A simple, but opinionated metadata quality checker and fixer designed to work with CSVs in the DSpace ecosystem (though it could theoretically work on any CSV that uses Dublin Core fields as columns). The implementation is essentially a pipeline of checks and fixes that begins with splitting multi-value fields on the standard DSpace "||" separator, trimming leading/trailing whitespace, and then proceeding to more specialized cases like ISSNs, ISBNs, languages, etc.
Requires Python 3.6 or greater (3.8 recommended). CSV and Excel support comes from the Pandas library, though your mileage may vary with Excel because this is much less tested.
The easiest way to install CSV Metadata Quality is with poetry:
$ git clone https://github.com/ilri/csv-metadata-quality.git $ cd csv-metadata-quality $ poetry install $ poetry shell
Otherwise, if you don't have poetry, you can use a vanilla Python virtual environment:
$ git clone https://github.com/ilri/csv-metadata-quality.git $ cd csv-metadata-quality $ python3 -m venv venv $ source venv/bin/activate $ pip install -r requirements.txt
Run CSV Metadata Quality with the
--help flag to see available options:
$ csv-metadata-quality --help
To validate and clean a CSV file you must specify input and output files using the
-o options. For example, using the included test file:
$ csv-metadata-quality -i data/test.csv -o /tmp/test.csv
You can enable several "unsafe" fixes with the
--unsafe-fixes option. Currently this will attempt to fix invalid multi-value separators and remove newlines.
This is considered "unsafe" because it is theoretically possible for a single
| character to be used legitimately in a metadata value, though in my experience it is always a typo. For example, if a user mistakenly writes
Kenya|Tanzania when attempting to indicate two countries, the result will be one metadata value with the literal text
--unsafe-fixes option will correct the invalid multi-value separator so that there are two metadata values, ie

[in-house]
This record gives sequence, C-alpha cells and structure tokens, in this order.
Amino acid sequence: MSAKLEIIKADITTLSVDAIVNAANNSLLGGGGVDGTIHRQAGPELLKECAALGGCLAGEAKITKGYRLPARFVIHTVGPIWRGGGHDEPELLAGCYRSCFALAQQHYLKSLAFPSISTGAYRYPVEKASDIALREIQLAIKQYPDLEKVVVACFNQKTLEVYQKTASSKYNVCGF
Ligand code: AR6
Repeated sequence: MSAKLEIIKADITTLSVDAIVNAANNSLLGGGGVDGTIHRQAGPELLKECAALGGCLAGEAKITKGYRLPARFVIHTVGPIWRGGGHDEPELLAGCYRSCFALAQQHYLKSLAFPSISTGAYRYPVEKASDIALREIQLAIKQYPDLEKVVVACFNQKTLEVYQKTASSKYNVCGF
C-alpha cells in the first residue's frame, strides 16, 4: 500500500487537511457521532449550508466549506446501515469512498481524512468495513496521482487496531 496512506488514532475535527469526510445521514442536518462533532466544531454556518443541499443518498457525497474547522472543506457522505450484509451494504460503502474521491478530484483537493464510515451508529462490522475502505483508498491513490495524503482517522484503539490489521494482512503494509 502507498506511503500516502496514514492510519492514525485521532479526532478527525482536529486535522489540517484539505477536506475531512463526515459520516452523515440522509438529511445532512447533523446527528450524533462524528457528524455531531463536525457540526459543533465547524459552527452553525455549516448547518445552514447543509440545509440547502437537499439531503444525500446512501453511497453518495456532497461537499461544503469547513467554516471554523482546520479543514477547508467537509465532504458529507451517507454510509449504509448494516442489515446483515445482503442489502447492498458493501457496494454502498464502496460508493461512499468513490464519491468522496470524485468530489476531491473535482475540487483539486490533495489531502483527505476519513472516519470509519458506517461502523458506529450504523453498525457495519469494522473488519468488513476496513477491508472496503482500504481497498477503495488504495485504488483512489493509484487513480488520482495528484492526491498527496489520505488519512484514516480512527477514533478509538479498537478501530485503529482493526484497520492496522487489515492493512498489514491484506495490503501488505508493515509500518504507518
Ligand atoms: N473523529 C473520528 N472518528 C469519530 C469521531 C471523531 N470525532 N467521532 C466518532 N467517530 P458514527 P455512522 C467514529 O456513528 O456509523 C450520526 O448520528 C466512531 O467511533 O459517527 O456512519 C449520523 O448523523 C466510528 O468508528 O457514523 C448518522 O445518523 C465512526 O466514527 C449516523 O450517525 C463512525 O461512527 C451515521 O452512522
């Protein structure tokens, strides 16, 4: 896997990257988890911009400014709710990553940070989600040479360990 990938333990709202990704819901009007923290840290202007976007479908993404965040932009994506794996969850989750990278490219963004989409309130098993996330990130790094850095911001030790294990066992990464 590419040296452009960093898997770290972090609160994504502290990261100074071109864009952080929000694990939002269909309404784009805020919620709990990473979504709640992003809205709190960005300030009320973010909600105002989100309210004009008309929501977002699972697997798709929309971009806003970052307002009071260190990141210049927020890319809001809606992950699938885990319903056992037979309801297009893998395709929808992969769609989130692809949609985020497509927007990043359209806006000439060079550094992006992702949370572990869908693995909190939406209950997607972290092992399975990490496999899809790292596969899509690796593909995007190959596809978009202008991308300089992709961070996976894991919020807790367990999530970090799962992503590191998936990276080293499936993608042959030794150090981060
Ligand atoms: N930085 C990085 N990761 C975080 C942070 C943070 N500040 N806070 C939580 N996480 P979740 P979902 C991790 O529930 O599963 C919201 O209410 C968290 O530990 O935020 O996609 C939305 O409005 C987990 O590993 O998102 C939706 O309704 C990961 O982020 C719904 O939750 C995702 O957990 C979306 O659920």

This will also remove unnecessary trailing multi-value separators, for example
This is considered "unsafe" because some systems give special importance to vertical space and render it properly. DSpace does not support rendering newlines in its XMLUI and has, at times, suffered from parsing errors that cause the import process to fail if an input file had newlines. The
--unsafe-fixes option strips Unix line feeds (U+000A).
Unicode is a standard for encoding text. As the standard aims to support most of the world's languages, characters can often be represented in different ways and still be valid Unicode. This leads to interesting problems that can be confusing unless you know what's going on behind the scenes. For example, the characters
é look the same, but are not — technically they refer to different code points in the Unicode standard:
éis the Unicode code point
éis the Unicode code points
Read more about Unicode normalization.
You can enable validation of metadata values in certain fields against the AGROVOC REST API with the
--agrovoc-fields option. For example, in addition to agricultural subjects, many countries and regions are also present AGROVOC. Enable this validation by specifying a comma-separated list of fields:
$ csv-metadata-quality -i data/test.csv -o /tmp/test.csv -u --agrovoc-fields dc.subject,cg.coverage.country ... Invalid AGROVOC (dc.subject): FOREST Invalid AGROVOC (cg.coverage.country): KENYAA
Note: Requests to the AGROVOC REST API are cached using requests_cache to speed up subsequent runs with the same data and to be kind to the system's administrators.
You can enable experimental support for validating whether the value of an item's
dcterms.language field matches the actual language used in its title, abstract, and citation.
$ csv-metadata-quality -i data/test.csv -o /tmp/test.csv -e ... Possibly incorrect language es (detected en): Incorrect ISO 639-1 language Possibly incorrect language spa (detected eng): Incorrect ISO 639-3 language
-m spdxto enable the spdx module?
This work is licensed under the GPLv3.
The license allows you to use and modify the work for personal and commercial purposes, but if you distribute the work you must provide users with a means to access the source code for the version you are distributing. Read more about the GPLv3 at TL;DR Legal.